There are companies who offer their services to countries plagued by large scale tragedies that require the recovery and the accounting of those who perished. The job of such companies is to help collect and identify the dead with their belongings, create a database, and hopefully reunite them with those they left behind.

In 2004, one of such agencies provided their services during the aftermath of the tsunami in Thailand.

The Philippines, with all the monetary donations pouring in from all over the world, should not have had the problem to pay for such services. Tapping the resources and talent of a dedicated skilled team would have eased the government's burden of handling the monumental task of taking care of the thousands of lives lost that needed immediate attention.

A Matter of Priorities

We do not know what reasons the Aquino government has for not seeking professional help.

Perhaps, they thought they could handle the task themselves or maybe they didn’t think they would have the resources to finance the services.

Or maybe the statement from UN Humanitarian Valerie Amos explains it all.

In a statement she sent to the AFP, Amos said "We are focusing on the living not the dead ... We are not busy counting bodies but are focusing on supporting those who survived and act accordingly."

To the regular bystander, that may just be a statement no different from any other statements made in press briefings by people trying to do their job but for those who lost their loved ones to the storm who want to be reunited for the last time, the impact of those words could be unfathomable.

Divided We Stand

In social media, rampant criticisms for the Aquino government have been met with resistance by those who appeal for kindness, understanding and unity in the wake of this tragedy. According to them, criticizing the government fosters negativity and those who do so should just help instead. Critics, on the other hand, dismiss such accusations by saying pointing out one’s flaws does not equate to not doing anything for the victims.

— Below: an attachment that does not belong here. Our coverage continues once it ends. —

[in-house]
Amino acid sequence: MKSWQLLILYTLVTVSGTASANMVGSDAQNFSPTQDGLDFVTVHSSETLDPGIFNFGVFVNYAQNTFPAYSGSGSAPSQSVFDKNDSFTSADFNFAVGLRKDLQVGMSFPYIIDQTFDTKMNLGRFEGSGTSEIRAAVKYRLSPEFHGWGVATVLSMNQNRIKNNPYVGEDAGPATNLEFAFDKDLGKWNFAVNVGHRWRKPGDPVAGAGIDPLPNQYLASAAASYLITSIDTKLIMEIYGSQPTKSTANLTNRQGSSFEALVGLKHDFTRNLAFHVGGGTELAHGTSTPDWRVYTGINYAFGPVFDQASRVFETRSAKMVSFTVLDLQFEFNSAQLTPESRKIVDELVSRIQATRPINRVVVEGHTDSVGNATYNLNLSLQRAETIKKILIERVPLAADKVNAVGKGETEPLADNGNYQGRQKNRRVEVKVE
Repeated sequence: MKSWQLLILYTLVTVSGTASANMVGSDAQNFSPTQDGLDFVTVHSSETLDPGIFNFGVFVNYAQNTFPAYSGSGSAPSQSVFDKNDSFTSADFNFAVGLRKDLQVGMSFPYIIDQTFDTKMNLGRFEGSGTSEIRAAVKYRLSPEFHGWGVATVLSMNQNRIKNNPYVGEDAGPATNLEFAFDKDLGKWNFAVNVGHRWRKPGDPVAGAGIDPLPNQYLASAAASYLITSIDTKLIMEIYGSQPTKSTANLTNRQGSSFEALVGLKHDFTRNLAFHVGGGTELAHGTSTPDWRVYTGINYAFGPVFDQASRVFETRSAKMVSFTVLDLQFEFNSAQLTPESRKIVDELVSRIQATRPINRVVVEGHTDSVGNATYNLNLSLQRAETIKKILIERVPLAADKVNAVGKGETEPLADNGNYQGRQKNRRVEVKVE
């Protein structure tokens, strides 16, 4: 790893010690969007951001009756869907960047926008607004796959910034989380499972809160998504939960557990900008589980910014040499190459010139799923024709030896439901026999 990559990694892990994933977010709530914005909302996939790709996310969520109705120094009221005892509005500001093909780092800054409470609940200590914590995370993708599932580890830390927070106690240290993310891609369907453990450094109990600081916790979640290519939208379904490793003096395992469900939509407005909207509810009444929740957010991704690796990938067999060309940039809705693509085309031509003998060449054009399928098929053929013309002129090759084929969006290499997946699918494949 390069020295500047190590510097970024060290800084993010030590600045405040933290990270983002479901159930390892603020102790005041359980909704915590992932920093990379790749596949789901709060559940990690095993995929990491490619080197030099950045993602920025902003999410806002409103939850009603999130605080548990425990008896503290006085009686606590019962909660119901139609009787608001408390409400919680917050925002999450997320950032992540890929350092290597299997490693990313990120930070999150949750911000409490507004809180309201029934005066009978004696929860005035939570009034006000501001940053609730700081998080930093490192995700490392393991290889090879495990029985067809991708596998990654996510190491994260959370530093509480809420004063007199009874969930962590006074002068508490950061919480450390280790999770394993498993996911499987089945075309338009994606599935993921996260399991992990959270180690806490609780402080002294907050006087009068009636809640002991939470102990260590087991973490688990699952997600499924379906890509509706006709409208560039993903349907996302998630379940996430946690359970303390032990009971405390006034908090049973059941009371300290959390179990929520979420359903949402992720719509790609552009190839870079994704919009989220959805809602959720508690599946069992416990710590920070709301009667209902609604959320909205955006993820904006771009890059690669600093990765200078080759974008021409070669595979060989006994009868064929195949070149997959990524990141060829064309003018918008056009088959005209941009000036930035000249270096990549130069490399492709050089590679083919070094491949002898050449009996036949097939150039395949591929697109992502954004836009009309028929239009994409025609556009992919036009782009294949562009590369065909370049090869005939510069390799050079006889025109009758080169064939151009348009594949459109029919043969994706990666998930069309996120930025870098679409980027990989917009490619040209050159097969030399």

Interestingly, while diverse perspectives have been thrown at each other in varying degrees of decency, such disagreements have not dampened the generosity of people from all around the world, rich or poor, in extending help to the victims of typhoon Yolanda.

With increased foreign aid and assistance along with local reinforcements from both the Philippine government and the private sectors, the situation in hard hit areas such as Tacloban, Samar and Capiz are expected to improve.

Unfortunately for many of those who perished, innocent children especially, and their loved ones left behind, the chance to connect may now be a lost cause due to a possible oversight that is irreversible - a painful learning experience that may haunt this wounded nation for a long time.

For them, we light a candle.

For those who wish to help :

The American Red Cross

Habitat for Humanity

The Philippine Red Cross

Unicef

How to Help the Victims of Yolanda

When tragedy strikes a few days before Christmas : How do you celebrate?

ALSO:

REPORT FROM ABS-CBN LAST YEAR

9/02/2012 12:35:00 AM
VP Binay VS. Korina Sanchez Round 2

More than a year after filing a complaint against Korina Sanchez, Vice President Jejomar Binay cries foul again to what he consider "unethical remarks" made by the ABS-CBN News anchor.

Sanchez was heard (according to Binay's camp) to make remarks such as "mga maiitim at maliliit na mga maligno" (dark, little monsters), on her DZMM program Rated Korina during its August 24 broadcast.

Hindi ho ba kaya, noong wala pang DILG secretary ay maraming mga maiitim at maliliit na mga maligno ang siya pong naka-ano dyan, umaabang-abang para makuha po ang pwestong yan. Pero mabuti na lamang po, ay binasbasan po ng kaliwanagan ng pag-iisip ang ating pinuno na si P-Noy (Aquino) at si Secretary Robredo ang kanyang napili para dyan po manungkulan.

Binay's camp has filed a formal complaint to ABS-CBN for what they believe "constitute a clear breach of broadcasting standards and ethics."